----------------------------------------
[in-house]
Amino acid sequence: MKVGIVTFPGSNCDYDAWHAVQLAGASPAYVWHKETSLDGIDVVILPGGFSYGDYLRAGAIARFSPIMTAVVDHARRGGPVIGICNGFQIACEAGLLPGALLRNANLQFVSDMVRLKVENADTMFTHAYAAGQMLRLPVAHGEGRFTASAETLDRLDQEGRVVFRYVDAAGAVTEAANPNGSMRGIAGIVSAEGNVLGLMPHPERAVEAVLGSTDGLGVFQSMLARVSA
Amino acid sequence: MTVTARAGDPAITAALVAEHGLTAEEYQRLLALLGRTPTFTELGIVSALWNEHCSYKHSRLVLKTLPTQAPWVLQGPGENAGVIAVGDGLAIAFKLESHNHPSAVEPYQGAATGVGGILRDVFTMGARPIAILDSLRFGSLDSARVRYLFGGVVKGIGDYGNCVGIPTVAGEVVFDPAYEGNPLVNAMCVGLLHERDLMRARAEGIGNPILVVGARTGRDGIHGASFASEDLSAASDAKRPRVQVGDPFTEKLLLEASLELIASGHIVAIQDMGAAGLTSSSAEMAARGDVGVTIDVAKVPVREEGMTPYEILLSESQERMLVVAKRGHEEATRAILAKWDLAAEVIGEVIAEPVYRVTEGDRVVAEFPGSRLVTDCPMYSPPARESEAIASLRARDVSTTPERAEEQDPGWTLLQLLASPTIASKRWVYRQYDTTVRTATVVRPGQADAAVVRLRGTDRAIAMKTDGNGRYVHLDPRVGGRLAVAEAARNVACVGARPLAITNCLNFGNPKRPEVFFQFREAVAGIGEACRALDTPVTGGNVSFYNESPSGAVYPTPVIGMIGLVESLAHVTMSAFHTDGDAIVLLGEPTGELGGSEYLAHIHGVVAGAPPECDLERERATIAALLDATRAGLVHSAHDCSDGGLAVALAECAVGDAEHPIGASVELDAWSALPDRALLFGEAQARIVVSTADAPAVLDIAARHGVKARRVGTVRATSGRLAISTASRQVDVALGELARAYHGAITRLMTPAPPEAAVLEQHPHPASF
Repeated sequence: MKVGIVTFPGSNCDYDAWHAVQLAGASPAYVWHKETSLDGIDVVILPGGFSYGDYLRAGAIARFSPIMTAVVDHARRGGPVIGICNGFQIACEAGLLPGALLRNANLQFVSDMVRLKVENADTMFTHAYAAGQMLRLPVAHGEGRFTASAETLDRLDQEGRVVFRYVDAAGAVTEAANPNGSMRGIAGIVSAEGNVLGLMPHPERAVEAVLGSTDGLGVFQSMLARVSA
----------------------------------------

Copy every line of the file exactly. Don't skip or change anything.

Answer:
[in-house]
Amino acid sequence: MKVGIVTFPGSNCDYDAWHAVQLAGASPAYVWHKETSLDGIDVVILPGGFSYGDYLRAGAIARFSPIMTAVVDHARRGGPVIGICNGFQIACEAGLLPGALLRNANLQFVSDMVRLKVENADTMFTHAYAAGQMLRLPVAHGEGRFTASAETLDRLDQEGRVVFRYVDAAGAVTEAANPNGSMRGIAGIVSAEGNVLGLMPHPERAVEAVLGSTDGLGVFQSMLARVSA
Amino acid sequence: MTVTARAGDPAITAALVAEHGLTAEEYQRLLALLGRTPTFTELGIVSALWNEHCSYKHSRLVLKTLPTQAPWVLQGPGENAGVIAVGDGLAIAFKLESHNHPSAVEPYQGAATGVGGILRDVFTMGARPIAILDSLRFGSLDSARVRYLFGGVVKGIGDYGNCVGIPTVAGEVVFDPAYEGNPLVNAMCVGLLHERDLMRARAEGIGNPILVVGARTGRDGIHGASFASEDLSAASDAKRPRVQVGDPFTEKLLLEASLELIASGHIVAIQDMGAAGLTSSSAEMAARGDVGVTIDVAKVPVREEGMTPYEILLSESQERMLVVAKRGHEEATRAILAKWDLAAEVIGEVIAEPVYRVTEGDRVVAEFPGSRLVTDCPMYSPPARESEAIASLRARDVSTTPERAEEQDPGWTLLQLLASPTIASKRWVYRQYDTTVRTATVVRPGQADAAVVRLRGTDRAIAMKTDGNGRYVHLDPRVGGRLAVAEAARNVACVGARPLAITNCLNFGNPKRPEVFFQFREAVAGIGEACRALDTPVTGGNVSFYNESPSGAVYPTPVIGMIGLVESLAHVTMSAFHTDGDAIVLLGEPTGELGGSEYLAHIHGVVAGAPPECDLERERATIAALLDATRAGLVHSAHDCSDGGLAVALAECAVGDAEHPIGASVELDAWSALPDRALLFGEAQARIVVSTADAPAVLDIAARHGVKARRVGTVRATSGRLAISTASRQVDVALGELARAYHGAITRLMTPAPPEAAVLEQHPHPASF
Repeated sequence: MKVGIVTFPGSNCDYDAWHAVQLAGASPAYVWHKETSLDGIDVVILPGGFSYGDYLRAGAIARFSPIMTAVVDHARRGGPVIGICNGFQIACEAGLLPGALLRNANLQFVSDMVRLKVENADTMFTHAYAAGQMLRLPVAHGEGRFTASAETLDRLDQEGRVVFRYVDAAGAVTEAANPNGSMRGIAGIVSAEGNVLGLMPHPERAVEAVLGSTDGLGVFQSMLARVSA